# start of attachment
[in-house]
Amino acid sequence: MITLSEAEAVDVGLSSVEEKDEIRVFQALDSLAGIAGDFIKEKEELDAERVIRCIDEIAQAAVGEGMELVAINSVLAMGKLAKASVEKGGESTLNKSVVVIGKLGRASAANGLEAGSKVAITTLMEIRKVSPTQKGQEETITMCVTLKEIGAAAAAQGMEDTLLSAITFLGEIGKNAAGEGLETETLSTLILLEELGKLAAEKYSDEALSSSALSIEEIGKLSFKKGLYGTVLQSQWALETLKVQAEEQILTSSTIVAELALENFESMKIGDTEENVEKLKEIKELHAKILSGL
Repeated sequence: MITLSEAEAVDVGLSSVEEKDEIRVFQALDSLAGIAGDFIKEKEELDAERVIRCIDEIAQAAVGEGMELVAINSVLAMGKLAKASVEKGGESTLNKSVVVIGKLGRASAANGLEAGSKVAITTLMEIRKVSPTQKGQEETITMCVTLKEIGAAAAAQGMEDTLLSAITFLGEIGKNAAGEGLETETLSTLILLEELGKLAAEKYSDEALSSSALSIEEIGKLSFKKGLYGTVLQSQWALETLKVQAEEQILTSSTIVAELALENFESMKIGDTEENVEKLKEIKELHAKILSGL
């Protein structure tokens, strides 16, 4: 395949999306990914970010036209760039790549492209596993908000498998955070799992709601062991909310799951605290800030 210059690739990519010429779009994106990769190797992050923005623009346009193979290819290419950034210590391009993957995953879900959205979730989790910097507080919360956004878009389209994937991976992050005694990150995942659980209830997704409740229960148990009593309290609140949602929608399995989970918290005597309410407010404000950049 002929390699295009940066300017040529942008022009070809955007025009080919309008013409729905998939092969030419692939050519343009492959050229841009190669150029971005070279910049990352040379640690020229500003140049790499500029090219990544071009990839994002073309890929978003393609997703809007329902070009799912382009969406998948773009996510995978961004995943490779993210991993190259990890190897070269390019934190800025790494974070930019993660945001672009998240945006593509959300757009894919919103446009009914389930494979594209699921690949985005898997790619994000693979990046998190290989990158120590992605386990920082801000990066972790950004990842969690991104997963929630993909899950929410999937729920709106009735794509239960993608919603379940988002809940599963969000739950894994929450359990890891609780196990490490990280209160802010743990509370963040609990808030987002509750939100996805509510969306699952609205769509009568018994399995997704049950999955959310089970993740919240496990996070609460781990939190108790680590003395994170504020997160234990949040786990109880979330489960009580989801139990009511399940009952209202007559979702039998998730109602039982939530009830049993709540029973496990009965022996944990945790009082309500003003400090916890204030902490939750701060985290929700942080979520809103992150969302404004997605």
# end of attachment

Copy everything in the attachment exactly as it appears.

[in-house]
Amino acid sequence: MITLSEAEAVDVGLSSVEEKDEIRVFQALDSLAGIAGDFIKEKEELDAERVIRCIDEIAQAAVGEGMELVAINSVLAMGKLAKASVEKGGESTLNKSVVVIGKLGRASAANGLEAGSKVAITTLMEIRKVSPTQKGQEETITMCVTLKEIGAAAAAQGMEDTLLSAITFLGEIGKNAAGEGLETETLSTLILLEELGKLAAEKYSDEALSSSALSIEEIGKLSFKKGLYGTVLQSQWALETLKVQAEEQILTSSTIVAELALENFESMKIGDTEENVEKLKEIKELHAKILSGL
Repeated sequence: MITLSEAEAVDVGLSSVEEKDEIRVFQALDSLAGIAGDFIKEKEELDAERVIRCIDEIAQAAVGEGMELVAINSVLAMGKLAKASVEKGGESTLNKSVVVIGKLGRASAANGLEAGSKVAITTLMEIRKVSPTQKGQEETITMCVTLKEIGAAAAAQGMEDTLLSAITFLGEIGKNAAGEGLETETLSTLILLEELGKLAAEKYSDEALSSSALSIEEIGKLSFKKGLYGTVLQSQWALETLKVQAEEQILTSSTIVAELALENFESMKIGDTEENVEKLKEIKELHAKILSGL
């Protein structure tokens, strides 16, 4: 395949999306990914970010036209760039790549492209596993908000498998955070799992709601062991909310799951605290800030 210059690739990519010429779009994106990769190797992050923005623009346009193979290819290419950034210590391009993957995953879900959205979730989790910097507080919360956004878009389209994937991976992050005694990150995942659980209830997704409740229960148990009593309290609140949602929608399995989970918290005597309410407010404000950049 002929390699295009940066300017040529942008022009070809955007025009080919309008013409729905998939092969030419692939050519343009492959050229841009190669150029971005070279910049990352040379640690020229500003140049790499500029090219990544071009990839994002073309890929978003393609997703809007329902070009799912382009969406998948773009996510995978961004995943490779993210991993190259990890190897070269390019934190800025790494974070930019993660945001672009998240945006593509959300757009894919919103446009009914389930494979594209699921690949985005898997790619994000693979990046998190290989990158120590992605386990920082801000990066972790950004990842969690991104997963929630993909899950929410999937729920709106009735794509239960993608919603379940988002809940599963969000739950894994929450359990890891609780196990490490990280209160802010743990509370963040609990808030987002509750939100996805509510969306699952609205769509009568018994399995997704049950999955959310089970993740919240496990996070609460781990939190108790680590003395994170504020997160234990949040786990109880979330489960009580989801139990009511399940009952209202007559979702039998998730109602039982939530009830049993709540029973496990009965022996944990945790009082309500003003400090916890204030902490939750701060985290929700942080979520809103992150969302404004997605």